A disaster can strike with little or no warning at any moment. If you aren’t already prepared, disaster can turn into a tragedy. How will you and your family cope with it?
Today I want to challenge you to test your emergency preparedness skills; take the Survival Preparedness Challenge. You choose the time period - 24 hours, 36 hours, 72 hours - or a full week if you're in need of a significant challenge.
Once you start the challenge, you’re not allowed to travel anywhere to gather supplies. You must use only the emergency supplies that you have on your property and in your home. Can your family handle this challenge?
Although it’s fairly simple to start, when you begin doing things like washing dishes, preparing food or even getting ready for bed, that’s when things get challenging.
Before you do this, of course, you’ll have to sit down and talk with your family about what you’re going to be doing and why. This step is important both because it will be better if you get everyone in the household to participate, and because the more you and your family communicate about disaster and survival preparedness, the safer everyone will be.
If you are uncertain about the impact it could have on your children, remember that they practice for earthquakes, fire, and other emergency drills at school already. Your kids will probably be excited to use the skills they've learned in school and it might even feel like a game to them.
Take advantage of your children's love of play acting and pretend that someone in your family is hurt or injured due to the disaster. This is a great opportunity to get the whole family working together — not to mention a way to teach your kids first aid training.
Another benefit that comes from doing the challenge is the opportunity to make sure you know how to prepare your dehydrated or freeze-dried food to make it edible and delicious, as well as knowing what supplies are needed.
When my family and I tried this test a few weeks ago, we found that it was best to eat as normally as possible, and having a few "comfort" foods handy helps release the stress and tension that always accompanies a disaster.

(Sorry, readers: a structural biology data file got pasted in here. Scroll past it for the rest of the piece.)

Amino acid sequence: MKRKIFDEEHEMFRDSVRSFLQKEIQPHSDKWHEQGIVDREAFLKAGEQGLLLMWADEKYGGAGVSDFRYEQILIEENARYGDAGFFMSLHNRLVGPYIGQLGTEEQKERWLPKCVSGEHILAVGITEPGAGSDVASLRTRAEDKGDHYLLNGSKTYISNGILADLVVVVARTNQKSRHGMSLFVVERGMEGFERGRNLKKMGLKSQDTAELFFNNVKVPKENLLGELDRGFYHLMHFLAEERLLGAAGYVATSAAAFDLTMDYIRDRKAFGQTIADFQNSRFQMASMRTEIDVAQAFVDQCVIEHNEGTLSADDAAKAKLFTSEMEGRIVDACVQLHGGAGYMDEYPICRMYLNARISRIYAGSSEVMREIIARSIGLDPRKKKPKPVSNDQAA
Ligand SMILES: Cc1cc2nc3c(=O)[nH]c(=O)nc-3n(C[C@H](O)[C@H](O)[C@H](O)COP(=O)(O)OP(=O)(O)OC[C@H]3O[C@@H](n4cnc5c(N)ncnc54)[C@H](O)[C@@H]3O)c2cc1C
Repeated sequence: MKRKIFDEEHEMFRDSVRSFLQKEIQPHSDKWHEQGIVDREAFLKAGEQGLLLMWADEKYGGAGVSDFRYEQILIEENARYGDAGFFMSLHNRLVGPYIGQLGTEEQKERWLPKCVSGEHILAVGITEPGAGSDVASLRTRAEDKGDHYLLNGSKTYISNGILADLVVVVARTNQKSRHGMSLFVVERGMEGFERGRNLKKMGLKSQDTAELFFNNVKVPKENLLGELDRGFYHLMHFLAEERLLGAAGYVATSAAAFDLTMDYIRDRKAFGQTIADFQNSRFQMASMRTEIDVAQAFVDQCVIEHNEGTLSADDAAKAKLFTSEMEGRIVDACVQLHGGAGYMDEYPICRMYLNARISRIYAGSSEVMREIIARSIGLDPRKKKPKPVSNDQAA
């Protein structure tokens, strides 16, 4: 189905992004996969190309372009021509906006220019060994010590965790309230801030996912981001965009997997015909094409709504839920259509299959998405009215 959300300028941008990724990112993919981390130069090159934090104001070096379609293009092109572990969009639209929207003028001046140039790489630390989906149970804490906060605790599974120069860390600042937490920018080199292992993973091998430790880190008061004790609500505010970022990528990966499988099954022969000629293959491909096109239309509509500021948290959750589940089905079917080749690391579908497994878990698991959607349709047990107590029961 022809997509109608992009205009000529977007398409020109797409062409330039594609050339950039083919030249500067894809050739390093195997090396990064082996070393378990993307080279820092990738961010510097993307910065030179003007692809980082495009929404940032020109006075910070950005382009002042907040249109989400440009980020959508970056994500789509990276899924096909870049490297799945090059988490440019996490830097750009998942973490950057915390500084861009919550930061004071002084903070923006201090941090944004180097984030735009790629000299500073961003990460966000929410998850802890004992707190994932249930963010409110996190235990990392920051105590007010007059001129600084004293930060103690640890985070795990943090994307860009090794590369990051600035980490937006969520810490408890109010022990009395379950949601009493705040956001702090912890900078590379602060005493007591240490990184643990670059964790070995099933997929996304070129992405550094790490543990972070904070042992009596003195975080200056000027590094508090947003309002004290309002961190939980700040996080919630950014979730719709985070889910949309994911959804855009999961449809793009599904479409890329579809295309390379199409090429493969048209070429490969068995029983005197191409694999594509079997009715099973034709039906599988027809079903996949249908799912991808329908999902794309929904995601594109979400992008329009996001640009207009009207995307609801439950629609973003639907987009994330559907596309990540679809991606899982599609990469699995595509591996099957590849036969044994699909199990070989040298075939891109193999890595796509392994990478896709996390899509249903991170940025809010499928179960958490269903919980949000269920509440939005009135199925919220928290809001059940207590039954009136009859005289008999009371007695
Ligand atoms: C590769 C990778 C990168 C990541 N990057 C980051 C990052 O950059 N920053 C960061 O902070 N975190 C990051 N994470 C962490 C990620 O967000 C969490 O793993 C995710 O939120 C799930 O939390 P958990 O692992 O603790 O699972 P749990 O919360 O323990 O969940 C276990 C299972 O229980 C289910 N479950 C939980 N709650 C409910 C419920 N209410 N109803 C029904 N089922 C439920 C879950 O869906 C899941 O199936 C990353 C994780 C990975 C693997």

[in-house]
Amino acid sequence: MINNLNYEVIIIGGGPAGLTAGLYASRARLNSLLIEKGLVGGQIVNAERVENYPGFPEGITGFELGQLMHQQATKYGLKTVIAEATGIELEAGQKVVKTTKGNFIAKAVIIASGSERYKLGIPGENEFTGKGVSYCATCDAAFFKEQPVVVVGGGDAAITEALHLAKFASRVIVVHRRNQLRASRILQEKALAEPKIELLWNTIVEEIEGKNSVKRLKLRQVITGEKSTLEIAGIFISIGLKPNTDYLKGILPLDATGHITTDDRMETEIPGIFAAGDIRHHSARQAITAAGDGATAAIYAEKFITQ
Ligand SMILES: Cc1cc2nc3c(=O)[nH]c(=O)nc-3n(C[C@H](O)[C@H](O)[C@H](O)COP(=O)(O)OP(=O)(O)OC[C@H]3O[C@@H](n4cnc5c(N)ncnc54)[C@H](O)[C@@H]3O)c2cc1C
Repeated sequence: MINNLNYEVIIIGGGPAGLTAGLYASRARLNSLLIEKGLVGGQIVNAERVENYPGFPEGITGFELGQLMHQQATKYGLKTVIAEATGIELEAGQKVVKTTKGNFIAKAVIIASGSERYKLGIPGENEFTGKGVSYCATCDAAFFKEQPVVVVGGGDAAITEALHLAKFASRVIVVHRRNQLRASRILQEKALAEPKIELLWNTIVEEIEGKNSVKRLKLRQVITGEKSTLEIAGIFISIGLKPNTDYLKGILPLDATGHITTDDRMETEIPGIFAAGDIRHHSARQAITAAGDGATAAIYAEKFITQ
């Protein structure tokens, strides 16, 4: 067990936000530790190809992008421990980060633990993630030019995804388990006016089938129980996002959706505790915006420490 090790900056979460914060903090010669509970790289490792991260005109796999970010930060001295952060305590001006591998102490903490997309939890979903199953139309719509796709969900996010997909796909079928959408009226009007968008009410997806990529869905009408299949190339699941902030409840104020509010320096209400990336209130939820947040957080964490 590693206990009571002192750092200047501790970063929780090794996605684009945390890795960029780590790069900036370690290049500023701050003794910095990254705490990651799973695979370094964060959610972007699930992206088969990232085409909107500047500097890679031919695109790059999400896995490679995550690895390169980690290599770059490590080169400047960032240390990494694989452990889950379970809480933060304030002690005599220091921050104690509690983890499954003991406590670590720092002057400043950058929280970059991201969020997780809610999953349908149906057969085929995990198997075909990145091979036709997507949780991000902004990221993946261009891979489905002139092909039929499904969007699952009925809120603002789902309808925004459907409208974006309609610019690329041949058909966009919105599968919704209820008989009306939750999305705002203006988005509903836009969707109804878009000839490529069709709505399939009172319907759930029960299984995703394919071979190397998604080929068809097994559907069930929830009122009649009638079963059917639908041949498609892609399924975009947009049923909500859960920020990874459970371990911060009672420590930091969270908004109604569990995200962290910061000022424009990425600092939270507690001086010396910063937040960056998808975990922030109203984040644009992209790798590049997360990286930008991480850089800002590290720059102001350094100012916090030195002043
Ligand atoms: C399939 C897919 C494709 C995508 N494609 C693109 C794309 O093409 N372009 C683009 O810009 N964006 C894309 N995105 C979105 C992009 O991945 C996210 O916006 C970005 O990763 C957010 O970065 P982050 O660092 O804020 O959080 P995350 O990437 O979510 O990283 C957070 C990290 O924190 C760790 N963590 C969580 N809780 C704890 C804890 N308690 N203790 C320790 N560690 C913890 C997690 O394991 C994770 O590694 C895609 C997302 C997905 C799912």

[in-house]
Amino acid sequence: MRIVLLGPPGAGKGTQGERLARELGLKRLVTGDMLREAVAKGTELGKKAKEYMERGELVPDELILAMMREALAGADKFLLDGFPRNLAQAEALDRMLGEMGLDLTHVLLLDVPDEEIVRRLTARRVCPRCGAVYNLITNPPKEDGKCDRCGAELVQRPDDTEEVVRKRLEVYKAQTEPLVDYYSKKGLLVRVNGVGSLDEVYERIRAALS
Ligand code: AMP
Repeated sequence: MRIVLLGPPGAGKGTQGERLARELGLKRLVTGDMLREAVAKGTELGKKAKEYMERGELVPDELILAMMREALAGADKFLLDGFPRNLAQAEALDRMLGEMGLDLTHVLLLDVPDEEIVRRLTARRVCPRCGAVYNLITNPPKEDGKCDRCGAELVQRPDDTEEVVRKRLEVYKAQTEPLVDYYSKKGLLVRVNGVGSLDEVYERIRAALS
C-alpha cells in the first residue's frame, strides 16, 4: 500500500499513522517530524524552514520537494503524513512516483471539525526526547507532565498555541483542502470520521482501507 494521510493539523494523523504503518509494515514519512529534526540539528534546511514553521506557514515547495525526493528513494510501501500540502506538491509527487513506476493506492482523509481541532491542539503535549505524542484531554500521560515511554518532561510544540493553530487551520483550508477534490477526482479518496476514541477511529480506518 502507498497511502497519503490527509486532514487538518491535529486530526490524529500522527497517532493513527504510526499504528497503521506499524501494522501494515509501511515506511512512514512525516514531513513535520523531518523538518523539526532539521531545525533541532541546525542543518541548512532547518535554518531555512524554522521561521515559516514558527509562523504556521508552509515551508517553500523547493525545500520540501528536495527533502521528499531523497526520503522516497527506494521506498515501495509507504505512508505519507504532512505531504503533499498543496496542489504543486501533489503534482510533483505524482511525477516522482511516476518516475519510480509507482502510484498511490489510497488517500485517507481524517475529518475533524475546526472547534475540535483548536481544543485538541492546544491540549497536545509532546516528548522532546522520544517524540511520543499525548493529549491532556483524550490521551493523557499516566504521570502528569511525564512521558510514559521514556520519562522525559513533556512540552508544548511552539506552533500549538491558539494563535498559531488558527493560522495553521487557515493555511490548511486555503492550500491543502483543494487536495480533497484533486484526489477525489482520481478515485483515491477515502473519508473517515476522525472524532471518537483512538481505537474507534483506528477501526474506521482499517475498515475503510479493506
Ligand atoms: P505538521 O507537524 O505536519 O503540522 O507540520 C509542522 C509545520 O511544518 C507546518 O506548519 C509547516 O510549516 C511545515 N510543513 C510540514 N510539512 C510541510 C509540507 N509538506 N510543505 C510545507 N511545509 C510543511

Dave Jones from Kingston. Ontario, Canada writes:
In regards to this challenge, I started this 1 year ago, I shut off all the power to my home. I live off of my emergency supplies, canned ready-to-eat foods, plus bottled water, and have on hand a good supply of vitamins. In actual fact, it doesn't bother me living this way as I'm an avid camper and am used to living this way. Plus I have enough water for pouring down my toilet to flush it. This water can be obtained from using a rain barrel.
Lights can be from a power box charged by using a solar panel hung in my window, plus the power box can run a small TV for a few hours.
In the fall when the weather gets chilly I use my kerosene heater, but using the heater you must have a window cracked open to get fresh air once in a while.
It's not hard to live this way, you just have to prepare yourself into thinking that you have no electrical power. Also have plenty of reading material on hand and warm sleeping bags. You will survive.
This Survival Challenge is a great way to make sure that you are prepared with supplies and tools like flashlights, radios , and anything else you may need, as well as ensuring that when a real emergency does happen, you’ll know exactly what to do to keep everyone calm and healthy.
So . . . what did you learn? Let us know in the comments below!